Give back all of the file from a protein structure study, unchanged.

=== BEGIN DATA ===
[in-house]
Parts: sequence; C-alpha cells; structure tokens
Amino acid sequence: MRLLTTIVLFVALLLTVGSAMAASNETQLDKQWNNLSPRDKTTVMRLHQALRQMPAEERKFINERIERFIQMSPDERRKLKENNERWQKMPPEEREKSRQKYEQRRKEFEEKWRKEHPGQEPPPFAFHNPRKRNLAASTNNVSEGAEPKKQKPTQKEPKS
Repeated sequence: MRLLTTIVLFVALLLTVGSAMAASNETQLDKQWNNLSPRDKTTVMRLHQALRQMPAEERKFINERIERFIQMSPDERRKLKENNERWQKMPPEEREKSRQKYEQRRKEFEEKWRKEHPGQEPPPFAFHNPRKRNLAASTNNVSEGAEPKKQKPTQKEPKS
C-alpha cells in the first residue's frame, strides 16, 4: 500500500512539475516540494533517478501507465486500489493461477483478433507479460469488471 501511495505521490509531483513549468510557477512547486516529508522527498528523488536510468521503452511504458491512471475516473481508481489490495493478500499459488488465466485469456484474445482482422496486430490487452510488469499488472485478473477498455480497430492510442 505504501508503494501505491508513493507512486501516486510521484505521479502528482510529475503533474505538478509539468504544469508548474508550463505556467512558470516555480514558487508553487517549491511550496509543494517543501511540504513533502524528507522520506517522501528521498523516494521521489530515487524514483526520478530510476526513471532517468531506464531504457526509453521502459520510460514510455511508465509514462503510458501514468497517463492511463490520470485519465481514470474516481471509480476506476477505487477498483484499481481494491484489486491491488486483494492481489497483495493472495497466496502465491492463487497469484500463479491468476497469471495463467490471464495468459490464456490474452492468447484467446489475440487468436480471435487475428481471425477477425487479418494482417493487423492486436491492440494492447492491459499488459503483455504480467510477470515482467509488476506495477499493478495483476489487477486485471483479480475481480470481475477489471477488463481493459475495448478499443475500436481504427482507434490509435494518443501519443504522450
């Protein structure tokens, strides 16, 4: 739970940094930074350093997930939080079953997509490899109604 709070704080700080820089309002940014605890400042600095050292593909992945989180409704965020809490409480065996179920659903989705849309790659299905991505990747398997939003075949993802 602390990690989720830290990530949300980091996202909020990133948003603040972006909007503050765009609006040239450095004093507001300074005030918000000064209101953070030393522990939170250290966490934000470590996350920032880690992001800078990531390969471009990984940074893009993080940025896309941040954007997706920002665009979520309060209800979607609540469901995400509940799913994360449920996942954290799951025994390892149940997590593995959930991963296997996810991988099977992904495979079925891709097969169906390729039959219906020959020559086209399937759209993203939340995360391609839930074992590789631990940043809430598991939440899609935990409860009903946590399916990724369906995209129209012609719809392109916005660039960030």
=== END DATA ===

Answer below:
[in-house]
Parts: sequence; C-alpha cells; structure tokens
Amino acid sequence: MRLLTTIVLFVALLLTVGSAMAASNETQLDKQWNNLSPRDKTTVMRLHQALRQMPAEERKFINERIERFIQMSPDERRKLKENNERWQKMPPEEREKSRQKYEQRRKEFEEKWRKEHPGQEPPPFAFHNPRKRNLAASTNNVSEGAEPKKQKPTQKEPKS
Repeated sequence: MRLLTTIVLFVALLLTVGSAMAASNETQLDKQWNNLSPRDKTTVMRLHQALRQMPAEERKFINERIERFIQMSPDERRKLKENNERWQKMPPEEREKSRQKYEQRRKEFEEKWRKEHPGQEPPPFAFHNPRKRNLAASTNNVSEGAEPKKQKPTQKEPKS
C-alpha cells in the first residue's frame, strides 16, 4: 500500500512539475516540494533517478501507465486500489493461477483478433507479460469488471 501511495505521490509531483513549468510557477512547486516529508522527498528523488536510468521503452511504458491512471475516473481508481489490495493478500499459488488465466485469456484474445482482422496486430490487452510488469499488472485478473477498455480497430492510442 505504501508503494501505491508513493507512486501516486510521484505521479502528482510529475503533474505538478509539468504544469508548474508550463505556467512558470516555480514558487508553487517549491511550496509543494517543501511540504513533502524528507522520506517522501528521498523516494521521489530515487524514483526520478530510476526513471532517468531506464531504457526509453521502459520510460514510455511508465509514462503510458501514468497517463492511463490520470485519465481514470474516481471509480476506476477505487477498483484499481481494491484489486491491488486483494492481489497483495493472495497466496502465491492463487497469484500463479491468476497469471495463467490471464495468459490464456490474452492468447484467446489475440487468436480471435487475428481471425477477425487479418494482417493487423492486436491492440494492447492491459499488459503483455504480467510477470515482467509488476506495477499493478495483476489487477486485471483479480475481480470481475477489471477488463481493459475495448478499443475500436481504427482507434490509435494518443501519443504522450
């Protein structure tokens, strides 16, 4: 739970940094930074350093997930939080079953997509490899109604 709070704080700080820089309002940014605890400042600095050292593909992945989180409704965020809490409480065996179920659903989705849309790659299905991505990747398997939003075949993802 602390990690989720830290990530949300980091996202909020990133948003603040972006909007503050765009609006040239450095004093507001300074005030918000000064209101953070030393522990939170250290966490934000470590996350920032880690992001800078990531390969471009990984940074893009993080940025896309941040954007997706920002665009979520309060209800979607609540469901995400509940799913994360449920996942954290799951025994390892149940997590593995959930991963296997996810991988099977992904495979079925891709097969169906390729039959219906020959020559086209399937759209993203939340995360391609839930074992590789631990940043809430598991939440899609935990409860009903946590399916990724369906995209129209012609719809392109916005660039960030």